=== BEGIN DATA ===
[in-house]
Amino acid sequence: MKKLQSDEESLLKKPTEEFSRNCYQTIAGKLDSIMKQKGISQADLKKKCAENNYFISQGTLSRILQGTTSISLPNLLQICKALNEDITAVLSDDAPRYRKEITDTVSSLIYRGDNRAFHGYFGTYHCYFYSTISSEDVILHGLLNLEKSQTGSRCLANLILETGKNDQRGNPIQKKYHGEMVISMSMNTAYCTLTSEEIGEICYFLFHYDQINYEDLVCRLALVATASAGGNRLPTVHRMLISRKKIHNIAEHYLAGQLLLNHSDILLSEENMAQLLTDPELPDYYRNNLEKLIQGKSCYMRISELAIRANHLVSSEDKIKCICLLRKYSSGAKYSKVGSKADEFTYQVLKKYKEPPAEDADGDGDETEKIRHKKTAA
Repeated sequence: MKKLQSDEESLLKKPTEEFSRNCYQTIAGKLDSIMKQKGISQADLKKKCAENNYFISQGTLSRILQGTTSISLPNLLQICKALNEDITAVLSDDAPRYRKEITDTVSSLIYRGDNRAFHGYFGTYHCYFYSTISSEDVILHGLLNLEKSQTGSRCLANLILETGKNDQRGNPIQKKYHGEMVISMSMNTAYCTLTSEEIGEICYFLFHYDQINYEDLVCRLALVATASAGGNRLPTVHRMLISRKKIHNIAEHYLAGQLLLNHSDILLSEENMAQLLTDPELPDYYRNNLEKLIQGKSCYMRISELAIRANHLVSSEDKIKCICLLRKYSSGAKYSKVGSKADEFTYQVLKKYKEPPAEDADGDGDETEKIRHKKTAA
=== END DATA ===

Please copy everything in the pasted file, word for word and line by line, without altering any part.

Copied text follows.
[in-house]
Amino acid sequence: MKKLQSDEESLLKKPTEEFSRNCYQTIAGKLDSIMKQKGISQADLKKKCAENNYFISQGTLSRILQGTTSISLPNLLQICKALNEDITAVLSDDAPRYRKEITDTVSSLIYRGDNRAFHGYFGTYHCYFYSTISSEDVILHGLLNLEKSQTGSRCLANLILETGKNDQRGNPIQKKYHGEMVISMSMNTAYCTLTSEEIGEICYFLFHYDQINYEDLVCRLALVATASAGGNRLPTVHRMLISRKKIHNIAEHYLAGQLLLNHSDILLSEENMAQLLTDPELPDYYRNNLEKLIQGKSCYMRISELAIRANHLVSSEDKIKCICLLRKYSSGAKYSKVGSKADEFTYQVLKKYKEPPAEDADGDGDETEKIRHKKTAA
Repeated sequence: MKKLQSDEESLLKKPTEEFSRNCYQTIAGKLDSIMKQKGISQADLKKKCAENNYFISQGTLSRILQGTTSISLPNLLQICKALNEDITAVLSDDAPRYRKEITDTVSSLIYRGDNRAFHGYFGTYHCYFYSTISSEDVILHGLLNLEKSQTGSRCLANLILETGKNDQRGNPIQKKYHGEMVISMSMNTAYCTLTSEEIGEICYFLFHYDQINYEDLVCRLALVATASAGGNRLPTVHRMLISRKKIHNIAEHYLAGQLLLNHSDILLSEENMAQLLTDPELPDYYRNNLEKLIQGKSCYMRISELAIRANHLVSSEDKIKCICLLRKYSSGAKYSKVGSKADEFTYQVLKKYKEPPAEDADGDGDETEKIRHKKTAA